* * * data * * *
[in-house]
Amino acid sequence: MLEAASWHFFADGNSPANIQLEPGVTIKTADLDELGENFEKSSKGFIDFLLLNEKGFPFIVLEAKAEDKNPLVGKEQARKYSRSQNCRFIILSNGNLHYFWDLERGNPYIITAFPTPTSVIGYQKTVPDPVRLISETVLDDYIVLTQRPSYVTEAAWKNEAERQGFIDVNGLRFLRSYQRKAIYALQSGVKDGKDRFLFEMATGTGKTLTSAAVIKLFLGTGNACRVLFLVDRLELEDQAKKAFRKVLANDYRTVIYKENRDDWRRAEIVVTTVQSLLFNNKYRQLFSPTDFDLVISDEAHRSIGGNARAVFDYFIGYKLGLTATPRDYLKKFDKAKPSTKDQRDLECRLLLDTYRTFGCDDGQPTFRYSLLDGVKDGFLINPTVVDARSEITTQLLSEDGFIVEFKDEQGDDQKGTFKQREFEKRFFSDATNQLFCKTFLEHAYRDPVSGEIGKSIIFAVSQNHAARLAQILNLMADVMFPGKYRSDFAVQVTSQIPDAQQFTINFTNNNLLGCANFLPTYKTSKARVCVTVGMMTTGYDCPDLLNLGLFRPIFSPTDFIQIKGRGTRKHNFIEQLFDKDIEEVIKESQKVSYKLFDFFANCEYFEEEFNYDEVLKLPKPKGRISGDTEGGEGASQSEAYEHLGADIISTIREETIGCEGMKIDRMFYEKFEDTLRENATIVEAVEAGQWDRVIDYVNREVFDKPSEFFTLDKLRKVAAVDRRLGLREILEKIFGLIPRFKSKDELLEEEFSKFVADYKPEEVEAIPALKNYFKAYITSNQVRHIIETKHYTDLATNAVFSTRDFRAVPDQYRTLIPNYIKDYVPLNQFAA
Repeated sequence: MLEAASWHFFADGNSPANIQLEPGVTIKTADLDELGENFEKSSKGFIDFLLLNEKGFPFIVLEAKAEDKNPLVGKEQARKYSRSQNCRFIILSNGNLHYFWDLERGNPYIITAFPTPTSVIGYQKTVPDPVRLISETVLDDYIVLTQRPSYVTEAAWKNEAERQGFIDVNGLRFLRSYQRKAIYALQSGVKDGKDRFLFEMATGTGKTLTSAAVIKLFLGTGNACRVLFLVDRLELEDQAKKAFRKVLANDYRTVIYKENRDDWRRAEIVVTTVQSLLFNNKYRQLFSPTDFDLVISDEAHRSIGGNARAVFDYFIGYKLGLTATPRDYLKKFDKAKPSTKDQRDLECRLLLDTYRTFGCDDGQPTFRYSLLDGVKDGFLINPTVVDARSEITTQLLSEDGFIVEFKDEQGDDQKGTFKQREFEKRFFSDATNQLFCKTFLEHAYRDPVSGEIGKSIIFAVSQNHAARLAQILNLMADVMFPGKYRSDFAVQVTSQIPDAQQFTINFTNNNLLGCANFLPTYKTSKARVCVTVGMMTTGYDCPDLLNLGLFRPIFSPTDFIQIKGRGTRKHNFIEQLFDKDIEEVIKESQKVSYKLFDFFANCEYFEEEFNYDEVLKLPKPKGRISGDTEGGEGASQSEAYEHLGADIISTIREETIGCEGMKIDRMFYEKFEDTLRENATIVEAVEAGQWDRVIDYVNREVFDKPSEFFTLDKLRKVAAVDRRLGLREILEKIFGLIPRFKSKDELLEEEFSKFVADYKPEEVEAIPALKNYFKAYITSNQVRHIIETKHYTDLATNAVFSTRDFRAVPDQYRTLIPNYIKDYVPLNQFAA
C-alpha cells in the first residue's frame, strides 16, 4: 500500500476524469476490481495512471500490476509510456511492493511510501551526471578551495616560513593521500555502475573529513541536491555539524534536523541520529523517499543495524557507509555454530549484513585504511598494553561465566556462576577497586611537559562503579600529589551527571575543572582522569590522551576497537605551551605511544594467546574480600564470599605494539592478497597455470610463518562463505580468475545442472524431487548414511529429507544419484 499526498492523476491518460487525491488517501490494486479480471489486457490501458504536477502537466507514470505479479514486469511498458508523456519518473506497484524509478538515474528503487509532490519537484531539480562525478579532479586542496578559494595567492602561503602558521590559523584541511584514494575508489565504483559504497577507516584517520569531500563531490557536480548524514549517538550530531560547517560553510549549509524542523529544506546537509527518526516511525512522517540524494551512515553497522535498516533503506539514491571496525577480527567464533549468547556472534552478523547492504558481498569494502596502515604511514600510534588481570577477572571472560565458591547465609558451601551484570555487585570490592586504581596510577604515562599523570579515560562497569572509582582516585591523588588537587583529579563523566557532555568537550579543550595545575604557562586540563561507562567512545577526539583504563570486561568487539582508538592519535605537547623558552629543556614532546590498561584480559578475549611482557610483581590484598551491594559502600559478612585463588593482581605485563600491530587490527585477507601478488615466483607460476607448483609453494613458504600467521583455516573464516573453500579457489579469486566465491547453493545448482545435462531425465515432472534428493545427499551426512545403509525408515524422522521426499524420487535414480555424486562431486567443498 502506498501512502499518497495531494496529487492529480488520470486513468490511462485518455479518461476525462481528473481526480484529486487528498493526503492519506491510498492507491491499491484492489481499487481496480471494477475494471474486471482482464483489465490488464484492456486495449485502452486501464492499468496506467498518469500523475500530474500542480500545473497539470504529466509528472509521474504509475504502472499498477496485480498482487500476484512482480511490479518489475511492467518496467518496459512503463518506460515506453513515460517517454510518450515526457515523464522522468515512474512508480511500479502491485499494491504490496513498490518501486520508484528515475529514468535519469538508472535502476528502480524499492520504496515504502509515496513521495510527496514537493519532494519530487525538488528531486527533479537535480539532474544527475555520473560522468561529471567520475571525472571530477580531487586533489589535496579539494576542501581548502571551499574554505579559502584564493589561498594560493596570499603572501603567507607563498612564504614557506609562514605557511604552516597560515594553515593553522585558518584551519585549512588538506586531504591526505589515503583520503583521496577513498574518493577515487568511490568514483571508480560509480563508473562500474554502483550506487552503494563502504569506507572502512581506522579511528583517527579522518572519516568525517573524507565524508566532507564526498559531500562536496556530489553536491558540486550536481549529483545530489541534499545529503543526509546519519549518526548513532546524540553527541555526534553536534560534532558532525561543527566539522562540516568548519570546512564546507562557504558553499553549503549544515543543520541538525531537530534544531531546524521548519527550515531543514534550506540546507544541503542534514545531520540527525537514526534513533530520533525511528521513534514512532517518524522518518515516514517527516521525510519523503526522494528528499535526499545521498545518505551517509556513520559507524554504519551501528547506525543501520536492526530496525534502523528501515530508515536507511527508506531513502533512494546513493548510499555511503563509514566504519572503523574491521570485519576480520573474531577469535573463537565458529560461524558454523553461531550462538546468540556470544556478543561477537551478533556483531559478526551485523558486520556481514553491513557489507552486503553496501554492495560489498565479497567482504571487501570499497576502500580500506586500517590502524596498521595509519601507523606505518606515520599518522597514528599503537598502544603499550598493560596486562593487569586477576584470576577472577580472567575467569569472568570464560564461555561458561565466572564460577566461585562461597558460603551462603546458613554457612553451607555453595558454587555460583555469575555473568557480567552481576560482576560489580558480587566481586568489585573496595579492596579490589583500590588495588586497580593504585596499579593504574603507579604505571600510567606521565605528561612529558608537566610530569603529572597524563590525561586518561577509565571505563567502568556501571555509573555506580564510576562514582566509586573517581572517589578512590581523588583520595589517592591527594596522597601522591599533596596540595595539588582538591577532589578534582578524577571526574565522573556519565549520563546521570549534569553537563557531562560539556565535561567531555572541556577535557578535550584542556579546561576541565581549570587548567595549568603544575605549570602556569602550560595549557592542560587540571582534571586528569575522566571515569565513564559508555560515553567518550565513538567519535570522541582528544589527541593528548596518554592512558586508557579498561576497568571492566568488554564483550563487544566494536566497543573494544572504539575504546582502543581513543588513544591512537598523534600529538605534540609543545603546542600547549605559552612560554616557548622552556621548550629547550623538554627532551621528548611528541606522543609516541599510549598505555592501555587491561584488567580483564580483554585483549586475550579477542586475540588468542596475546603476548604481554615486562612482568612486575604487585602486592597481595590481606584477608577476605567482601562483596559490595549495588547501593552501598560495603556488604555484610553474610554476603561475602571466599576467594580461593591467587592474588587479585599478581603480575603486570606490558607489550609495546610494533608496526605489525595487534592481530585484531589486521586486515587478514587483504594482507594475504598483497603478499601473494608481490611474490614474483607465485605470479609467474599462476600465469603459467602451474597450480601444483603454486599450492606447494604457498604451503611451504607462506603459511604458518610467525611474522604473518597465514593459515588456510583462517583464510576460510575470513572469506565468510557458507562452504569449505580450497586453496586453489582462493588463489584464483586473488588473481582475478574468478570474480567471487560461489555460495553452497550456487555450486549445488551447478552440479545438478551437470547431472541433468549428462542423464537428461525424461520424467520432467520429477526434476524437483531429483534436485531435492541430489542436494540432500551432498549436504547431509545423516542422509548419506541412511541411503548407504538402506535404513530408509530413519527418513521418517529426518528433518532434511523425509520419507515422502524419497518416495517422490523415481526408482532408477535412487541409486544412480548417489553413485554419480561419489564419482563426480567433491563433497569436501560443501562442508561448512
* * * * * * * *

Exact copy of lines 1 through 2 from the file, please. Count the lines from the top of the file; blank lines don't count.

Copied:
[in-house]
Amino acid sequence: MLEAASWHFFADGNSPANIQLEPGVTIKTADLDELGENFEKSSKGFIDFLLLNEKGFPFIVLEAKAEDKNPLVGKEQARKYSRSQNCRFIILSNGNLHYFWDLERGNPYIITAFPTPTSVIGYQKTVPDPVRLISETVLDDYIVLTQRPSYVTEAAWKNEAERQGFIDVNGLRFLRSYQRKAIYALQSGVKDGKDRFLFEMATGTGKTLTSAAVIKLFLGTGNACRVLFLVDRLELEDQAKKAFRKVLANDYRTVIYKENRDDWRRAEIVVTTVQSLLFNNKYRQLFSPTDFDLVISDEAHRSIGGNARAVFDYFIGYKLGLTATPRDYLKKFDKAKPSTKDQRDLECRLLLDTYRTFGCDDGQPTFRYSLLDGVKDGFLINPTVVDARSEITTQLLSEDGFIVEFKDEQGDDQKGTFKQREFEKRFFSDATNQLFCKTFLEHAYRDPVSGEIGKSIIFAVSQNHAARLAQILNLMADVMFPGKYRSDFAVQVTSQIPDAQQFTINFTNNNLLGCANFLPTYKTSKARVCVTVGMMTTGYDCPDLLNLGLFRPIFSPTDFIQIKGRGTRKHNFIEQLFDKDIEEVIKESQKVSYKLFDFFANCEYFEEEFNYDEVLKLPKPKGRISGDTEGGEGASQSEAYEHLGADIISTIREETIGCEGMKIDRMFYEKFEDTLRENATIVEAVEAGQWDRVIDYVNREVFDKPSEFFTLDKLRKVAAVDRRLGLREILEKIFGLIPRFKSKDELLEEEFSKFVADYKPEEVEAIPALKNYFKAYITSNQVRHIIETKHYTDLATNAVFSTRDFRAVPDQYRTLIPNYIKDYVPLNQFAA